102. Elmer, P., Neubauer, M. & Sokoloff, M. D. Strategic plan for a Scientific Software Innovation Institute (S2I2) for high energy physics. Preprint at (2017).

  103. Albrecht, J. et al. A roadmap for HEP software and computing R&D for the 2020s. Comput. Softw. Big Sci. 3, 7 (2019).

  104. Allen, G. et al. Multi-messenger astrophysics: harnessing the data revolution. Preprint at (2018).

  105. Hotokezaka, K., Beniamini, P. & Piran, T. Neutron star mergers as sites of r-process nucleosynthesis and short gamma-ray bursts. Int. J. Mod. Phys. D 27, 1842005 (2018).

    ADS  MathSciNet  Article  Google Scholar 

  106. Löffler, F. et al. The Einstein toolkit: a community computational infrastructure for relativistic astrophysics. Class. Quantum Gravity 29, 115001 (2012).

    ADS  Article  Google Scholar 

  107. Radice, D. & Rezzolla, L. THC: a new high-order finite-difference high-resolution shock-capturing code for special-relativistic hydrodynamics. Astron. Astrophys. 547, A26 (2012).

    ADS  Article  Google Scholar 

Download references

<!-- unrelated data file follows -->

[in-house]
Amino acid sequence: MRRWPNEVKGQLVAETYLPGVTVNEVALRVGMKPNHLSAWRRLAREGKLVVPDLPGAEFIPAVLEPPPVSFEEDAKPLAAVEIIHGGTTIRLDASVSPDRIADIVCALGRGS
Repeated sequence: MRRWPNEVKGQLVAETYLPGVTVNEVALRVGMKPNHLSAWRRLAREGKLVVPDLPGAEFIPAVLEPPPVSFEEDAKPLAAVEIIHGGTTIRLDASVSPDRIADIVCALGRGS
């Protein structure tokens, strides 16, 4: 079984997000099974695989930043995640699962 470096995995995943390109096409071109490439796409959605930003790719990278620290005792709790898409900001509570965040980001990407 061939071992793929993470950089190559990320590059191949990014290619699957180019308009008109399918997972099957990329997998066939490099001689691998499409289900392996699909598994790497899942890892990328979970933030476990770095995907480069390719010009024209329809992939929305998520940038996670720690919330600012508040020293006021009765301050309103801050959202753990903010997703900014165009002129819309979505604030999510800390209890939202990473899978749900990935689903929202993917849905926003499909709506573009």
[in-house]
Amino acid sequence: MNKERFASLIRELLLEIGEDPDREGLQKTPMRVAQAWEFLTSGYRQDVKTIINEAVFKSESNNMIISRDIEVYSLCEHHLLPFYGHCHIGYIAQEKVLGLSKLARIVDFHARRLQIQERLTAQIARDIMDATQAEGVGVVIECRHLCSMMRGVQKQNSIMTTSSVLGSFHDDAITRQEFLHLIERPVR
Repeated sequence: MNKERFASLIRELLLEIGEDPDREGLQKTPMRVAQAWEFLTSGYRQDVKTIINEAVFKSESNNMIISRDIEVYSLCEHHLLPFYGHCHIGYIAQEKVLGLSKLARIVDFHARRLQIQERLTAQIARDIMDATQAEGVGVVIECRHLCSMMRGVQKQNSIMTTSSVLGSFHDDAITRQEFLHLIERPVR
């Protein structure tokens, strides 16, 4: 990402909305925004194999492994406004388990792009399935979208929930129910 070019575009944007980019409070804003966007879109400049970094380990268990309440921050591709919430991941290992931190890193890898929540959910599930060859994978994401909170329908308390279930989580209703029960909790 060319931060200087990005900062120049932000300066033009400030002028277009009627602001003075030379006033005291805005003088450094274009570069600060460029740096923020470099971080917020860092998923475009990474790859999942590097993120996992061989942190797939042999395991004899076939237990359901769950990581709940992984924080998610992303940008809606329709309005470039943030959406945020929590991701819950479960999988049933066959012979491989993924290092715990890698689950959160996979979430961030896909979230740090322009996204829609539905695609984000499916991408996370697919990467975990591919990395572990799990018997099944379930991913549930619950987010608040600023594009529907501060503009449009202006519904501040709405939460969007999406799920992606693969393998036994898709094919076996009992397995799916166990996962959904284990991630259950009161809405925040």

The authors gratefully acknowledge support from NVIDIA, Argonne Leadership Computing Facility, Oak Ridge Leadership Computing Facility, and the National Science Foundation through grant NSF-1848815. Artwork in this manuscript was supported in part by the National Science Foundation through grants ACI-1238993, NSF-1550514 and TG-PHY160053.

Author information

Authors and Affiliations



E.A.H. led and coordinated the writing of this Expert Recommendation. All authors contributed to developing the ideas, and writing and reviewing this manuscript. S.R. produced the artwork in figure 1.

Corresponding author

Correspondence to E. A. Huerta.

Ethics declarations

Competing interests

The authors declare no competing interests.

Additional information

Peer review information

Nature Reviews Physics thanks Brant Robertson, Viviana Acquaviva and the other, anonymous, reviewer(s) for their contribution to the peer review of this work.

Publisher’s note

Springer Nature remains neutral with regard to jurisdictional claims in published maps and institutional affiliations.

Rights and permissions

Reprints and Permissions

About this article

Verify currency and authenticity via CrossMark

Cite this article

Huerta, E.A., Allen, G., Andreoni, I. et al. Enabling real-time multi-messenger astrophysics discoveries with deep learning. Nat Rev Phys 1, 600–608 (2019).

Download citation

  • Accepted:

  • Published:

  • Issue Date:

  • DOI:

Further reading


Quick links

Nature Briefing

Sign up for the Nature Briefing newsletter — what matters in science, free to your inbox daily.

Get the most important science stories of the day, free in your inbox. Sign up for Nature Briefing